Since leaving the hospital in Montreal, I had adopted the meal menu that was provided for me while I was in the Cardiac Care Unit after my heart attack. So, breakfast included a cup of coffee, two slices of whole grain toast with a little orange marmalade or honey. I also had a glass of juice and yogurt or a bowl of cereal would round out my meal. So, on the morning of my first meeting with my new cardiologist, I ate and then took about eight pills and dressed for an early morning appointment.
Jenny drove us to downtown Atlanta to Emory Midtown Hospital at 550 Peachtree Street and dropped at the entrance. We were familiar with the hospital because our son Jed had had corrective jaw surgery there in July of 2012. After she parked the car in the deck and came into the lobby, we made our way to the elevator and to the cardiology department on the sixth floor.
We carried a fat grey envelope of papers and two DVDs from Sacred Heart Hospital. These materials documented my stay and the two angioplasty procedures done by Dr. Thierry Charon. Dr. Guy Lalonde had translated the summary report into English, but everything else was in French. The envelope also included a list of the medicines Dr. Lalonde had prescribed for the next 12 months.
We handed the packet to the check-in person in exchange for several forms and check lists that I had to complete before seeing the doctor. One of the first jarring experiences was checking the “Coronary Artery Disease” box on the “Current Conditions” section. The form asked, “The Reason for My Visit Today?” I answered with, “A heart attack nine days ago.”
Disbelief still rolled around my brain from time to time and I was experiencing a bit of it this morning.
Soon a nurse invited us to an examining room. My weight was down to 196 from the fluid exaggerated 210 that I weighed before being discharged from the hospital in Montreal on Monday.
“Why are you here today?” the nurse asked.
“I had a heart attack last week in Montreal and I need a cardiologist here in Atlanta,” I said.
“Oh! Bless your heart,” she said. “How are you feeling.”
There was that question again. It would often leave me slow to speak as my mind went in a dozen directions as I decided what to say in response. “I’m feeling pretty good, but I have this cough that I think is an allergic reaction to some of the new meds I’m taking.”
“I’m sure Dr. Jaber can help with that,” she said.
My temperature and blood pressure were good at 97.9 and 121/80, respectively.
Meeting Dr. Wissam Jaber was enjoyable. He struck me as serious, but not intense with a good sense of humor. Around 40-years-old, I’d guess, wearing a dress shirt and tie under his white jacket, dark trousers and very stylish light brown shoes. I believe I had mentioned before that he was Mediterranean and went to medical school at the American University in Beirut, Lebanon. He also did work at Duke and the Mayo Clinic.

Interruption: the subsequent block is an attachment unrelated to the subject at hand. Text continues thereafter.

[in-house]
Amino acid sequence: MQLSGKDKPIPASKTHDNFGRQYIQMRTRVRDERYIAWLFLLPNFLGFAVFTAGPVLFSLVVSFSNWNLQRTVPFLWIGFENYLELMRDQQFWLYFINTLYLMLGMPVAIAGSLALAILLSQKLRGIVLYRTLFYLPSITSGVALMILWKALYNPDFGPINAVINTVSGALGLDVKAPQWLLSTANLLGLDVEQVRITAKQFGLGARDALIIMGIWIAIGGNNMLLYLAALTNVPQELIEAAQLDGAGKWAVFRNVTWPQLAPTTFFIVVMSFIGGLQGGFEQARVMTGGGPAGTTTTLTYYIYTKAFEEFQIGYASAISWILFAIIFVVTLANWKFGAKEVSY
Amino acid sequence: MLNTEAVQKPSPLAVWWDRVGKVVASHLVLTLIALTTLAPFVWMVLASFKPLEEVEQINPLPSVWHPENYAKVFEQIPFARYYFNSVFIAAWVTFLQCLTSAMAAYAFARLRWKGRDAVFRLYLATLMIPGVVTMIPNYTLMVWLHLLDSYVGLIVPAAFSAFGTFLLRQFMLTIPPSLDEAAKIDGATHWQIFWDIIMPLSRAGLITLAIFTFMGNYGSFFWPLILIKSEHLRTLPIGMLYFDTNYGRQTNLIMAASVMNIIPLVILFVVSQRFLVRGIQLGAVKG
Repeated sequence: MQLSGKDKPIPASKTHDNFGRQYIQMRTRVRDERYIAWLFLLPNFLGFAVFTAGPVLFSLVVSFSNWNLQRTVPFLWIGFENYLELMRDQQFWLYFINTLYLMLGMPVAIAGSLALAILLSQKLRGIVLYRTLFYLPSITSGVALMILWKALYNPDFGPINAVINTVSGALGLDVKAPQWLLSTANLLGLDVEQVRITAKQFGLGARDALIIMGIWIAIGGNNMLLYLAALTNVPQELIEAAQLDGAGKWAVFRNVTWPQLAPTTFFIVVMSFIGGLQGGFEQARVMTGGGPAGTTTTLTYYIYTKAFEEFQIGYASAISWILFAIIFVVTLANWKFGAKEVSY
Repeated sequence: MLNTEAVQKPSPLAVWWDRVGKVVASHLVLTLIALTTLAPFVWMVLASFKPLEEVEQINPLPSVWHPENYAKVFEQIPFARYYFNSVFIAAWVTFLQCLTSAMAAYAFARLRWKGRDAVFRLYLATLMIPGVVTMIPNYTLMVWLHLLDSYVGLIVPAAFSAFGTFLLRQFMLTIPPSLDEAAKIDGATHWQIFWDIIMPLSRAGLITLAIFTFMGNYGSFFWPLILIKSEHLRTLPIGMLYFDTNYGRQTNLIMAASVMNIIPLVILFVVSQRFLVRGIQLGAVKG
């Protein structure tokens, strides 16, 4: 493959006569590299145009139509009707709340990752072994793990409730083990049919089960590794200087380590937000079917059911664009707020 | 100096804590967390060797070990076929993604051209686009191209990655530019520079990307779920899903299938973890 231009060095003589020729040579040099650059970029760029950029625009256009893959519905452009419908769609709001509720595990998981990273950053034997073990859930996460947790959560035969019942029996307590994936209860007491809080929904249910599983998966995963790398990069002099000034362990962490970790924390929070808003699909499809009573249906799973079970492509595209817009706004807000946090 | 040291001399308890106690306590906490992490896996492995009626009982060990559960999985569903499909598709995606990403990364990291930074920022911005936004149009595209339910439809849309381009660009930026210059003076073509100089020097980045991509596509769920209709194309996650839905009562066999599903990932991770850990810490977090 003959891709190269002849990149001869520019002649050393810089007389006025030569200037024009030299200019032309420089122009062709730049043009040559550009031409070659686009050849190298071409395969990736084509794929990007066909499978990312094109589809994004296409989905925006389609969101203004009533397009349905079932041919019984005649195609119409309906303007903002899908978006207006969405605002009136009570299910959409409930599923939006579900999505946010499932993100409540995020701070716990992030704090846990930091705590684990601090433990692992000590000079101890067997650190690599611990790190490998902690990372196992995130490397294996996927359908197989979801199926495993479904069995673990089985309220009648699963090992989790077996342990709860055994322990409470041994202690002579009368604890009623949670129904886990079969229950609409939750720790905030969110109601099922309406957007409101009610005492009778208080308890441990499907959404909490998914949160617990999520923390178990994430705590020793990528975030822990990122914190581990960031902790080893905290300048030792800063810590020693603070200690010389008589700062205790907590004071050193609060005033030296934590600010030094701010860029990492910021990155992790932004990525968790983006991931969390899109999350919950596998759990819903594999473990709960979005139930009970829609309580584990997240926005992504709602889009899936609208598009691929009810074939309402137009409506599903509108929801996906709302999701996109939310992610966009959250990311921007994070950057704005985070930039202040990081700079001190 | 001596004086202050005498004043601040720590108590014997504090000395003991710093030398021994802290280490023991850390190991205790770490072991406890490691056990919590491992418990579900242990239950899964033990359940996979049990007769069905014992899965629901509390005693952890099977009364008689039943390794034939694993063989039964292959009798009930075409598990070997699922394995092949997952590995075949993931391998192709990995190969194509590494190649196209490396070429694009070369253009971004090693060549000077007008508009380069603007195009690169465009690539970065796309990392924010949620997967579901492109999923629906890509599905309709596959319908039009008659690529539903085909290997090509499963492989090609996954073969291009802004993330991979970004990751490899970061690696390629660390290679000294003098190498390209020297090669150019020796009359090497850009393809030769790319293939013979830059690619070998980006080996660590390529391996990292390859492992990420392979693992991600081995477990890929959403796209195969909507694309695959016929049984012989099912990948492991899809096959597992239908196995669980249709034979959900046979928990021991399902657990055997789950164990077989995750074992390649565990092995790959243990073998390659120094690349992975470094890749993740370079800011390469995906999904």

Dr. Jaber said that the Montreal doctors had done a very good job and everything looked good on the two stents that were inserted. He said that two or three other arteries that were marked as 30% blocked were a little “wobbly” but of no real concern and may not even be 30% obstructed. We talked about doing some blood work next week and an echo cardiogram stress test on February 22, 2013, before my six-weeks appointment. He said that at six-weeks the stents should be well connected in my arteries, but that I needed to stay on the blood thinner Effient® for twelve months.
He said that the benazepril in one of the blood pressure meds was causing my cough and he would change my prescriptions to alleviate the problem. He said that it could take 2-4 weeks to get it out of my system. He asked me to take my BP at home twice a day for a week and call his nurse Randy with a report to verify that the dosage was correct. Also, I should continue to take the fluid pill for a few more weeks, but my lungs appeared clear today.
I felt well cared for. Hearing confirmation of the treatment I received in Montreal and the likelihood of ending my cough by changing two of my meds gave me peace of mind and spirit. With Jenny there being able to ask questions and hear what I was hearing was an added comfort. All of this was also reminding me that God’s mercy was specific and his love was patient and kind. He would sustain me as days of light and dark would follow in the future. And I was realizing that my acceptance of this new reality would take many weeks to settle in.
Jenny and I walked to the hospital coffee shop and had a cup of Joe and shared a bagel. We reviewed what we had heard and made sure that we were in sync regarding next appointments and early rehab – which primarily meant rest.
I waited in the lobby while Jenny walked to the parking structure to get the car. She met me at the door and drove us to the pharmacy and then home.